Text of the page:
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I think it is unfair that you didn't include answers to the exercises in the book.

After spending money on a book, I would expect to have the answers (which to me make the book complete) included. Second, the fact that I can't buy the answers on your website is really frustrating. I don't imagine it would take very long for you or one of your cohorts to put the answers together.

I've gotten a couple of comments like this, and I felt it would be worth some research to address the issue.

First, you're right about the delay. It took me almost 1.5 years to get started on the solution guide (for the 2nd edition; the third also ended up being a very big job), and that's far too long. It would have been much better to have had it available when the book came out, but that would have delayed the book (background sounds of publishers gnashing teeth). Since then, I seem to have a plate full and have also been procrastinating because it looked like a big job.

I certainly apologize for the delay. I've only started to get good at coming up with exercises in the last couple of years. Inventing good exercises is hard enough, but now I'm learning about solutions. I'm sure I'll get better at this with experience.

To address the last sentence of the question, it has turned out to be a very big job, about 2.5 months of work. It's like writing another, albeit smaller, book. In print, it looks like it would end up being over 400 pages. So no, it's not a trivial project.

The number of pages explains why it isn't part of the book. As it stands, I was trying to cut the book down and the publisher was squealing about the size. Adding over 400 pages wouldn't have flown -- the book would have been enormous.

So one option would be to publish a separate solution guide, which would almost certainly cost you more than what it will cost via the web, and I suspect you wouldn't prefer that. I think the electronic version is the best approach; if there's a big enough demand for a separate printed book I'll consider that, but right now I don't think it would be justified.

There's often an illusion about how much an author gets for the book that you buy. For a US author, if the book is sold in the US, roughly half the cover price goes to the bookseller, the other half goes to the publisher. Of the amount that goes to the publisher, roughly 10% of that goes to the author -- if the book ever pays back its advance, which the great majority of books don't. If the book is published outside of the US, then the foreign rights have typically been sold for a flat fee (usually not a very impressive amount, since foreign publishing is very risky), and there's no connection with the amount you pay and any royalties paid to the author. I point out all of this so that you can be aware of the incentives (or lack thereof) involved in creating and maintaining a separate solution guide. As it turns out, it has taken a long time for the time and money I've put into the solution guide to begin to pay for itself.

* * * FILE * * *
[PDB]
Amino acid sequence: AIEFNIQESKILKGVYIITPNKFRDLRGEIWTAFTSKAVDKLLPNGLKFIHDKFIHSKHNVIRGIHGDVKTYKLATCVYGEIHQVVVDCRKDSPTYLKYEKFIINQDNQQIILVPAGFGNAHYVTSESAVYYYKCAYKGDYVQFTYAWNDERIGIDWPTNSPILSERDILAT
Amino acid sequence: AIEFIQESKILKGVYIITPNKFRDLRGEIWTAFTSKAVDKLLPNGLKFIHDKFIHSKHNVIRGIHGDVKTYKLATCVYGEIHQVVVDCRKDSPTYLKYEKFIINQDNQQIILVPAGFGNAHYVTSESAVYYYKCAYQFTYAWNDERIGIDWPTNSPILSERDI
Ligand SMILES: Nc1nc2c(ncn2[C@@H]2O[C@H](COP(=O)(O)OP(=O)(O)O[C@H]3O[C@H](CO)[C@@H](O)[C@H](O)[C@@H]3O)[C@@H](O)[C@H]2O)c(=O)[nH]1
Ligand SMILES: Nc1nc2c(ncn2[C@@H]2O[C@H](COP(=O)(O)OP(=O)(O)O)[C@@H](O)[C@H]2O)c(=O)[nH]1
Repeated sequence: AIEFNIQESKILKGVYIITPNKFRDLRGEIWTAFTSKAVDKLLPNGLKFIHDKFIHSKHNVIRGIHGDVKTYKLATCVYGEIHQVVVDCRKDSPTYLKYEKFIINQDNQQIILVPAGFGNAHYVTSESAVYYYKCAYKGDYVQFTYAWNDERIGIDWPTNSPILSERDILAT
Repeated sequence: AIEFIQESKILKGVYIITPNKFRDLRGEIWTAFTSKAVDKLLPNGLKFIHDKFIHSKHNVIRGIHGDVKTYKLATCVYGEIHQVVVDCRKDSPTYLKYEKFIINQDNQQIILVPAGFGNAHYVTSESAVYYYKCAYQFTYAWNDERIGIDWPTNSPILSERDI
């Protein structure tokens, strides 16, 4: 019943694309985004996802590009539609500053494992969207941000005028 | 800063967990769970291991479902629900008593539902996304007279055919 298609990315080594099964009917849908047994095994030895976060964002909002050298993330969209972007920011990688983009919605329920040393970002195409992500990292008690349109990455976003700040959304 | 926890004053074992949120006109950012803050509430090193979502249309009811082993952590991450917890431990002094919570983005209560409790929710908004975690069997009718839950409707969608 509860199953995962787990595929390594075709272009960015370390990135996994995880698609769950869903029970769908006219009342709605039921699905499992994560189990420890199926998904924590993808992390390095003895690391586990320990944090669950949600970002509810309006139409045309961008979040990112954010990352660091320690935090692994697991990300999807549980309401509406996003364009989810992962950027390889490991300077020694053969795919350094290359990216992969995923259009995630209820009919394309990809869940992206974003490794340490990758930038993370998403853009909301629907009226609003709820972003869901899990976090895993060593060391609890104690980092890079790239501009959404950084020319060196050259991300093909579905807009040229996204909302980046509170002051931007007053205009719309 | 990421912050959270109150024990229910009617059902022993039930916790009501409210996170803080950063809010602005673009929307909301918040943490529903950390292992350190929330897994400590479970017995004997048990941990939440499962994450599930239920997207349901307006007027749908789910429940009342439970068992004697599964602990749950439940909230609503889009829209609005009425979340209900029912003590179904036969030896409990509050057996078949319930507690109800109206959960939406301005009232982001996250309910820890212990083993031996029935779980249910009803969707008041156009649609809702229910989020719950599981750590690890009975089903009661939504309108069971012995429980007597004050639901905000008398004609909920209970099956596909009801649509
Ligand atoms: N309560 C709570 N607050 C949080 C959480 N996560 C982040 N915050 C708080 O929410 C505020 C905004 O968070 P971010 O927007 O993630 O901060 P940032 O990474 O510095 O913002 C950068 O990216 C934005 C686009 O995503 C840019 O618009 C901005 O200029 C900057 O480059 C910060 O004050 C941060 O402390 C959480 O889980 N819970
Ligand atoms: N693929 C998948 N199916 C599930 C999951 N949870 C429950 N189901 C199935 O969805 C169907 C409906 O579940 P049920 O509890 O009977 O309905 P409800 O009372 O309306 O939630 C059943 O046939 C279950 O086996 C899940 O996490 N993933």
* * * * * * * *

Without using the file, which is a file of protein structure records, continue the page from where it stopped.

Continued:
I agree, everything should be available to everyone for free, like in that "Star Trek Next Generation" episode where they go back in time to San Francsico and see Guinan and Data's head and bring Mark Twain onto the ship and explain to him how they don't need money anymore and that everyone just tries to fulfill their potential. Someday that may happen, but in the meantime I feel pretty good about giving away more than the majority of computer book authors and publishers. I hear from people all over the world in countries where it's too expensive to buy books, about how they are able to learn from the free electronic books whereas otherwise they wouldn't be able to. I work very hard to produce quality work, and to go the extra mile to provide explanations, and supplements, yes, and exercises that you don't get other places, and it is wearying to hear "but you should give me this for free, too!" The fact that you don't have to buy the book at all seems to me to be a nice gift, so if you must have it in convenient print form because "you could never read it on screen," then remember that what you're primarily paying for is exactly that convenience, and the paper, printing, and distribution that is required for it.

Finally, I decided to look and see how many books (1) Even had exercises and (2) Included solutions. My Java shelf includes a lot of books, and I've gotten rid of the ones that aren't so good, so I think I have pretty good coverage of the better Java books. I found only several that even had exercises. Then I decided to look back at the C++ books. The most popular two C++ books were Bjarne Stroustrup's The C++ Programming Language and Stan Lippman's C++ Primer. Both had exercises (these are the only ones I found that did, besides my own C++ book), but neither had solutions. In fact, both had separate solution guide books written by separate authors (supporting my assertion that it's a big job), each costing 30$.

So according to my bookshelf, it doesn't appear to be so unusual that solutions are a separate item from the book. What does appear unusual is to have exercises at all. So if you still feel it's unfair to have a book without exercise solutions, then look at the alternative, which you'll find in most books: no exercises at all.

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